How Tyler Douglas Runs Marketing Like an Entrepreneur

By April 8, 2019 April 21st, 2019 Customer Interviews

We set up shop in my one bedroom apartment, and I would get out of bed each morning, wondering if this was going to work. I was taking a big risk — I was starting a software company without software — but I kept pushing forward.

When Tyler Douglas sets his mind to something, he makes it happen. So when he decided to start his own software company nearly fresh out of University, he was going to make it work, even if he had to set up an office in his tiny one bedroom apartment.

Entrepreneurship isn’t easy. It’s a rollercoaster full of twists and turns, and it can be exciting one minute, and terrifying the next. Tyler holds on so he can enjoy the ride.

It’s about determination

Tyler built his company in 2003, just after the dot-com bust of 2000. The markets hadn’t yet recovered, but Tyler and his two business partners believed that they could create a great product and build a viable business.

Tyler’s natural disposition towards sales paved the way. He and his co-founders spent weeks pacing around the small apartment on the phone each day, hustling to sell their company to clients. They’d make a deal with one client, then another, and another, until they had to hire people to staff the growing company.

“We had a sense that the world was what we made it,” said Tyler. “We moved the couch out of my apartment, moved in a couple desks, and got some phone lines. We believed that if we could sell something, we could use the money to build a successful company.”

It’s about taking risks and loving the challenge

When an entrepreneur starts a new venture, it isn’t clear whether it’s going to skyrocket to the top, or fall totally flat.

“Entrepreneurship is about taking risks,” said Tyler. “When we started our company, we weren’t sure how we were going to make things work. You have to love that rollercoaster — every day brings a new opportunity. Being determined, believing in yourself, and being passionate about what you do is key to growing.”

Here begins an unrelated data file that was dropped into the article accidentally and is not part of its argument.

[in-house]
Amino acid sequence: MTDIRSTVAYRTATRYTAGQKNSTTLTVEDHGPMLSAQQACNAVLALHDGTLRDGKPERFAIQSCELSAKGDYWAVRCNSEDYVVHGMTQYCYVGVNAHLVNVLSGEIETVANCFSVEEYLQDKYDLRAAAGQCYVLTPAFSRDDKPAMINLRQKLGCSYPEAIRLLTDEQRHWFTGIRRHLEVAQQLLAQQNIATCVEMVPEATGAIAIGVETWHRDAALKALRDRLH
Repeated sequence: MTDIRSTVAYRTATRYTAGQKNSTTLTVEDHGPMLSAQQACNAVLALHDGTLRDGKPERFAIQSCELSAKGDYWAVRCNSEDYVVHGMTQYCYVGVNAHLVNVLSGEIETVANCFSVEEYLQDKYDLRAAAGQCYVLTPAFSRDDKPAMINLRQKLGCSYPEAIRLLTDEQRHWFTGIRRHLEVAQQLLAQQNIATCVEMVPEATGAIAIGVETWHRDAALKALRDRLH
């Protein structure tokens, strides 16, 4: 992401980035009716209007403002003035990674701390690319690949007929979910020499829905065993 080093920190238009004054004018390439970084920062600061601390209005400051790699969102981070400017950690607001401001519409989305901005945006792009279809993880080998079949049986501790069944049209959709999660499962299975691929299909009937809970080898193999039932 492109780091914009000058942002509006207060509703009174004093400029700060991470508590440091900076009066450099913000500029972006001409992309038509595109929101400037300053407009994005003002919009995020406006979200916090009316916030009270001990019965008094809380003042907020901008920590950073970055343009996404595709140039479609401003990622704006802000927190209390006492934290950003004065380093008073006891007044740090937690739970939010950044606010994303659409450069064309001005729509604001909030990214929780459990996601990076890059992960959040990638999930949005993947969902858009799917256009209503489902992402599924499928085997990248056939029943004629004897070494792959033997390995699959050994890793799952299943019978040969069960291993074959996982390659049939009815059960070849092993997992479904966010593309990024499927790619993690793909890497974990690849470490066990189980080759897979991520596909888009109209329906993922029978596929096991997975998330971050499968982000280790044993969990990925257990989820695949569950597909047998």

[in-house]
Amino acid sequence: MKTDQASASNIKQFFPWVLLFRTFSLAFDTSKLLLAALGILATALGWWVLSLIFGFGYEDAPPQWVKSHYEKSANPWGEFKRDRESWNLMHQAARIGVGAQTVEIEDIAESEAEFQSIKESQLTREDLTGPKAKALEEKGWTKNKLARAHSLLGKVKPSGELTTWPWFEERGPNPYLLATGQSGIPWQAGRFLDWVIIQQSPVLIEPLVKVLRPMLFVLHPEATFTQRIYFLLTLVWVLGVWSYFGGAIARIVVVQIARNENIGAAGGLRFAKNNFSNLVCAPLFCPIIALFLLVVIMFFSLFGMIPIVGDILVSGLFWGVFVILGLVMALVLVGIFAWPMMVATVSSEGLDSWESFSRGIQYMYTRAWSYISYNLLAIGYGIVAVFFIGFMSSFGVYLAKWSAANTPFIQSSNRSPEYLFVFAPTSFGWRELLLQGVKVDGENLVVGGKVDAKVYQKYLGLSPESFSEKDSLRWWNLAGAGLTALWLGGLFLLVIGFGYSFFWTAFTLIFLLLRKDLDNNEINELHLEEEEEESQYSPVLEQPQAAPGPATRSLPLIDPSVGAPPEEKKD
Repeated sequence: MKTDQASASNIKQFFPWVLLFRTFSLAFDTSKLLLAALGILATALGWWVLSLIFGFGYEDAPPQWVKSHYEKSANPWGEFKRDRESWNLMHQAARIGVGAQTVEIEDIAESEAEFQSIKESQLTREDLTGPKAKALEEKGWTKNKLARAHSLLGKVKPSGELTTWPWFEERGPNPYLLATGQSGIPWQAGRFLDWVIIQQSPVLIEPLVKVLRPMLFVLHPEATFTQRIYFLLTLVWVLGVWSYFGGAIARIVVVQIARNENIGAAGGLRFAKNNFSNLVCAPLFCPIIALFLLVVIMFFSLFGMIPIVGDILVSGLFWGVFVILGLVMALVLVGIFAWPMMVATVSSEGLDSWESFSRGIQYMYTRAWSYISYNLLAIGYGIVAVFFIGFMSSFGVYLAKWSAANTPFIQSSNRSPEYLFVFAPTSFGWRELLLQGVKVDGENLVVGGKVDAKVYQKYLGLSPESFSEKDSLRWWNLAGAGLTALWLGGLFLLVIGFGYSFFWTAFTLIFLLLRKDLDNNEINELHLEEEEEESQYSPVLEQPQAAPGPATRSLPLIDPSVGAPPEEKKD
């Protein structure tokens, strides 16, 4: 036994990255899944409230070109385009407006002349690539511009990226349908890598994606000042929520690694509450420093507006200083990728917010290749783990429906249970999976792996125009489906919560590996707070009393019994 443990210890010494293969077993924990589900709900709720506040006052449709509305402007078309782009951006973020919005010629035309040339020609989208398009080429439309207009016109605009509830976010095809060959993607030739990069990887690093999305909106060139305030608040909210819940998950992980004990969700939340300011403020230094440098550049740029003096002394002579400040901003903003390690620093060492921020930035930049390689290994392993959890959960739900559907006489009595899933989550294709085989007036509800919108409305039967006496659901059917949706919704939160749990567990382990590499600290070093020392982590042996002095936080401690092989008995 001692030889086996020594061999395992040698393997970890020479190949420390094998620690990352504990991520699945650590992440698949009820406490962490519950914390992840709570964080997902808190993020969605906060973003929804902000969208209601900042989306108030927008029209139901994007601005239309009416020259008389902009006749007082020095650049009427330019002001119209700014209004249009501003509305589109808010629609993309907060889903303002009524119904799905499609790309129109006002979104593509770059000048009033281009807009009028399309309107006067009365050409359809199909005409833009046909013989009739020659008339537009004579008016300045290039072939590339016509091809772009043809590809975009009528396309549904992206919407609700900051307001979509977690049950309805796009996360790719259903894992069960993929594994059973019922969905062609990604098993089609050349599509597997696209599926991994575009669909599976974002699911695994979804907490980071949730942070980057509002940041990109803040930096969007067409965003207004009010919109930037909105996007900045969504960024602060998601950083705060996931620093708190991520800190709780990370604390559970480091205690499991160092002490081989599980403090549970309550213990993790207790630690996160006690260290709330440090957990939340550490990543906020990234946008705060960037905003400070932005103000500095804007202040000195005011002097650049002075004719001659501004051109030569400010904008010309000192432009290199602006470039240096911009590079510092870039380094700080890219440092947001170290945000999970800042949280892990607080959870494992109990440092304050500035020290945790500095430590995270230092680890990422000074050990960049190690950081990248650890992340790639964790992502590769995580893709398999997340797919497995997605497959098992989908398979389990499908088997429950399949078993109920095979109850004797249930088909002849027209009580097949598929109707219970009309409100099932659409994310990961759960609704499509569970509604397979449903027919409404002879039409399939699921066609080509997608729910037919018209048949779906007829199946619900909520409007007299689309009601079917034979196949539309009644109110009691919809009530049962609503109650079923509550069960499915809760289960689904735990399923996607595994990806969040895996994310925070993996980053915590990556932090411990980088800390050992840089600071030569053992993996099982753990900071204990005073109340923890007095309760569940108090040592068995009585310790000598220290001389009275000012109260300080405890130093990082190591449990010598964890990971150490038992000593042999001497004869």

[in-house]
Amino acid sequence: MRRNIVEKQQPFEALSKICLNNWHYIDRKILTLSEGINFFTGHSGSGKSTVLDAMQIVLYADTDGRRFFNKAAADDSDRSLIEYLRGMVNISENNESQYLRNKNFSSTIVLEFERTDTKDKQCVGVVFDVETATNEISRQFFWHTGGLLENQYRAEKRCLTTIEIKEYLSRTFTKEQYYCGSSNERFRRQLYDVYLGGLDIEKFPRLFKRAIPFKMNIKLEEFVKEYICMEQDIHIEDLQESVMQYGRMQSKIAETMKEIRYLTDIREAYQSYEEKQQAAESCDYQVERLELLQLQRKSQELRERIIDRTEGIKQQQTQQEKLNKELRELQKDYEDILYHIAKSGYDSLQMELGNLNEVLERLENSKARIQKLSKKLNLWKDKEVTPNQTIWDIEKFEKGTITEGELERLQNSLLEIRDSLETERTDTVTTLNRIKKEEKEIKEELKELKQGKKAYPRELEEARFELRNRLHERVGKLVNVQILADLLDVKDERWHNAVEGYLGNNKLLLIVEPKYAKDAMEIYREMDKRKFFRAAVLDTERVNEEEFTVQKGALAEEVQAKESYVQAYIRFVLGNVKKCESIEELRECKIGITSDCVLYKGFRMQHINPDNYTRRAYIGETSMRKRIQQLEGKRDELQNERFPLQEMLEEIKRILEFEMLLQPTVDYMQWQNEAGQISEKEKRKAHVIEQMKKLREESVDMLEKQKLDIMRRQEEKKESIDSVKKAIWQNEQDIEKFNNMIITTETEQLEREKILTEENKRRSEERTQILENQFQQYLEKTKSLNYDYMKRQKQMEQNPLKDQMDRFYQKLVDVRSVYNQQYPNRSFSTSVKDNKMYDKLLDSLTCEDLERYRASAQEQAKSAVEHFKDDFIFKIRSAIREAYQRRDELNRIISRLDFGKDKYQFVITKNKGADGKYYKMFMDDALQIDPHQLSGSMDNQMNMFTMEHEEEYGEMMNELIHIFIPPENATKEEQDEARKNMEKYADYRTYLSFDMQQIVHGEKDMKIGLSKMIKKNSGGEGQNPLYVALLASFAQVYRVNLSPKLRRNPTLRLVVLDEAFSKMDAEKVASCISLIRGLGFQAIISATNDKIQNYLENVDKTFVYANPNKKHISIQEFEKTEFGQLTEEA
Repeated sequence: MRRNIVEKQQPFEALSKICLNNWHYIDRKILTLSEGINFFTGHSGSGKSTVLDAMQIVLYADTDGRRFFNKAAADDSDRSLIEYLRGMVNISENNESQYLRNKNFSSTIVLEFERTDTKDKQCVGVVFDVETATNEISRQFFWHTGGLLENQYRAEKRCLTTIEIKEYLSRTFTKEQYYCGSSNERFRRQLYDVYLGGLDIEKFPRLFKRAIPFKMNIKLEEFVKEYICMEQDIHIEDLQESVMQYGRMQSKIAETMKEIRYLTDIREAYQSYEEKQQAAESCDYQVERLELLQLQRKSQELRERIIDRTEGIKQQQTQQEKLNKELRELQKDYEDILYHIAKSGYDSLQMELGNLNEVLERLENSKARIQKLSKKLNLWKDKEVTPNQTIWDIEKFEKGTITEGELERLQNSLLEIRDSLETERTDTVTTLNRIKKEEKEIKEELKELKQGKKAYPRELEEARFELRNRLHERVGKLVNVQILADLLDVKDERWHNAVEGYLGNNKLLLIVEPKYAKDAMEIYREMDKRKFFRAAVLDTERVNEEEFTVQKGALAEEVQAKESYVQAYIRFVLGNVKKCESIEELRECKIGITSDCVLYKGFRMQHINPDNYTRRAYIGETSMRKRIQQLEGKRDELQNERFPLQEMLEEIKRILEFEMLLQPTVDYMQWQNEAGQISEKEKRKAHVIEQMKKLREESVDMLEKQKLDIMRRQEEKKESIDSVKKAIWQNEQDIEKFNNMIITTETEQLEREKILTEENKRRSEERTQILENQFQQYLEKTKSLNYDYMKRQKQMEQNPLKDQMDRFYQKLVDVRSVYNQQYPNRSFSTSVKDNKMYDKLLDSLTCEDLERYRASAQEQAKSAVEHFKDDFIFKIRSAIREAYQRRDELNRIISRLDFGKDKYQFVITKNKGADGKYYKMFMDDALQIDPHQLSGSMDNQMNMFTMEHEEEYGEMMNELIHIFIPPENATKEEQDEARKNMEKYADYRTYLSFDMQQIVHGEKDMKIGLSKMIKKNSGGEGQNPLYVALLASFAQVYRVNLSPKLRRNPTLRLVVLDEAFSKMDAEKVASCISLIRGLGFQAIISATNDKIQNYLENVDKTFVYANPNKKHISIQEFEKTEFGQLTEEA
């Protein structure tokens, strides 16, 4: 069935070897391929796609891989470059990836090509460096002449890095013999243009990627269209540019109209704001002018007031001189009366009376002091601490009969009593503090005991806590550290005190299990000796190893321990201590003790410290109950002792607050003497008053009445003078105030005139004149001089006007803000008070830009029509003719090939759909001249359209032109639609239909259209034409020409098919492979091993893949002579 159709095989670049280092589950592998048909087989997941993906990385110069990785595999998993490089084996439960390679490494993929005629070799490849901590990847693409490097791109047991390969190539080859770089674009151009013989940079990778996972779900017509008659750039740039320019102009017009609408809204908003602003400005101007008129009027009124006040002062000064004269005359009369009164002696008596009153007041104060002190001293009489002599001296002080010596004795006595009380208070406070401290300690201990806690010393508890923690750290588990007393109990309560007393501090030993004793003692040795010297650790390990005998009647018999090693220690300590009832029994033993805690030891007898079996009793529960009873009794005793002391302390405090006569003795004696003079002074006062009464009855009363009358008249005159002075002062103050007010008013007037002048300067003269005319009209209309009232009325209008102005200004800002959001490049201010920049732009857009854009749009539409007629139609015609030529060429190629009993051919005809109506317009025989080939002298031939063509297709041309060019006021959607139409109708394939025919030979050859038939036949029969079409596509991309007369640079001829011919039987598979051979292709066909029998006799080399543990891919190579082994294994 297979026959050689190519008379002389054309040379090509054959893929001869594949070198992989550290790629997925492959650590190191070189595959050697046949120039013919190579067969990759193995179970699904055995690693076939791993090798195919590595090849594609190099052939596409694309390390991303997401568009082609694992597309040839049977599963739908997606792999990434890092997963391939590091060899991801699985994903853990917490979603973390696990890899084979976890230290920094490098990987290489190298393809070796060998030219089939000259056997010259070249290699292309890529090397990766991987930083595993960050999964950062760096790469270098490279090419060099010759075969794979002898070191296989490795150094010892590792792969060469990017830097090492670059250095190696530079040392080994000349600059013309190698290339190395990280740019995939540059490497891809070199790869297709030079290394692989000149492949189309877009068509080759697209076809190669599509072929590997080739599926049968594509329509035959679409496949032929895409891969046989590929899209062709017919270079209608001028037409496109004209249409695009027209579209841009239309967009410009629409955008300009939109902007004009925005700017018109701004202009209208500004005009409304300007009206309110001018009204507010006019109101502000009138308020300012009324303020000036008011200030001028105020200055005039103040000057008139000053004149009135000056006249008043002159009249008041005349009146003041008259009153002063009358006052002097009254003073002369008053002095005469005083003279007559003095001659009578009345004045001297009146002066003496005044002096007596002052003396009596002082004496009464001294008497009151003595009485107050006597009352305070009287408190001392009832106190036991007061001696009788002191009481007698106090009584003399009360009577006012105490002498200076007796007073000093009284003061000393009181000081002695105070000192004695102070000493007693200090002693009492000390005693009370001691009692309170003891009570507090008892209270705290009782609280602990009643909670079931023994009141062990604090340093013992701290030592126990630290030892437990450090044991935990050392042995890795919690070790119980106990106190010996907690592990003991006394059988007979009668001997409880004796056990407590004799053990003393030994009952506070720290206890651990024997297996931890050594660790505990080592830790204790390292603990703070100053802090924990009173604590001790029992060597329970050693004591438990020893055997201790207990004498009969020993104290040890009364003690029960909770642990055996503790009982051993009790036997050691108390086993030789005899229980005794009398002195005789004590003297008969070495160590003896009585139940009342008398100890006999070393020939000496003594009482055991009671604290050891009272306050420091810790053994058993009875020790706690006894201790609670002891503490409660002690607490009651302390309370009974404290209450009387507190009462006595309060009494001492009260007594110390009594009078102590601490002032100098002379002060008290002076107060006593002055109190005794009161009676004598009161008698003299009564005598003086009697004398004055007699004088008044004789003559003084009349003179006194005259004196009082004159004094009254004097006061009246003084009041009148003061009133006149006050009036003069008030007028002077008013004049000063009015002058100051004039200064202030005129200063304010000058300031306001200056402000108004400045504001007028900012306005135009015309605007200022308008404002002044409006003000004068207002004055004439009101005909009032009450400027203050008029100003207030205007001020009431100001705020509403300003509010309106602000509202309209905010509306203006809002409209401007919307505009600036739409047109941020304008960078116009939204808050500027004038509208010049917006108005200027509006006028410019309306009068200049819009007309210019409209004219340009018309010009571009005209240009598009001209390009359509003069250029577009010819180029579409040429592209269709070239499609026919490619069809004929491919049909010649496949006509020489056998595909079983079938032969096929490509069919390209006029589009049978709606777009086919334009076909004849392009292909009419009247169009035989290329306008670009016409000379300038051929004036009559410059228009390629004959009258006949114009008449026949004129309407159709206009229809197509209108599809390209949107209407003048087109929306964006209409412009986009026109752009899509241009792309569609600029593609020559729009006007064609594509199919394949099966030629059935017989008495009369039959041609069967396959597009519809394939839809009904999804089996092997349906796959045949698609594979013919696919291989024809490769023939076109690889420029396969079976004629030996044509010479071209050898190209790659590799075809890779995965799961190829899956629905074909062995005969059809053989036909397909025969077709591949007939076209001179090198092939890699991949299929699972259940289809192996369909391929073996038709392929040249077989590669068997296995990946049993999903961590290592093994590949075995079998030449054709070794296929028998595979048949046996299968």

Building a solid business plan doesn’t happen automatically. It’s challenging, and takes work, effort, and pain.

It’s about finding the right people

Tyler has an entrepreneurial spirit, but it took more than him and his co-founders to build a viable company. “You’ve got to hire people that know things you don’t know, and are better at them than you,” he said.

Tyler is a sales and marketing expert, not a developer, but recognizes that he needs expert developers to build a great software company. At the end of the day, you can’t scale without great people, whether you’re a zero revenue company or a $100M revenue company.

“In order to scale a business, you need to grow beyond yourself,” said Tyler. “Aim to hire people that are world class at what they do.”

It’s about revenue

Some have a dreamy vision of entrepreneurship, but Tyler is much more pragmatic. When he and his team were building their content and workflow management software, Tyler was focused on hitting business goals.

“The earliest lesson I took to heart was focusing on revenue,” he said. “Some people focus on development and building things, but for me, the heart of being an entrepreneur is driving revenue.”

But it’s not just about the money. Tyler believes that an entrepreneur must be passionate, willing to learn, and must understand that failure is part of the game.

Tyler sold his company in 2006, and today runs all marketing and sales at Vision Critical, where he’s the Chief Sales and Marketing Officer.

“When I first took over marketing at Vision Critical, there wasn’t a lot of process in place, and no strong sense of the potential of marketing except for making things look pretty,” he said. “It was my job to bring in a modern SaaS marketing vision, one that is scalable and data driven at its heart.”

To Tyler, growing a marketing organization is much like growing a business. Marketing is extremely strategic, and it’s essential for a company’s revenue generation. Today, marketing is as much science as it is art.

“The story we tell is as important, if not more important, than the product we sell,” said Tyler. “That fundamental belief makes marketing as strategic a function within the organization as any other. And alongside being able to see the ‘wow’ and communicate it, to be successful we also have to be revenue focused. It’s the bottom line, and the focal point for all we do.”

Whether Tyler is building a company, or building a department within one, he’s willing to take risks, focus on growth, and find the right people to help him get the job done.

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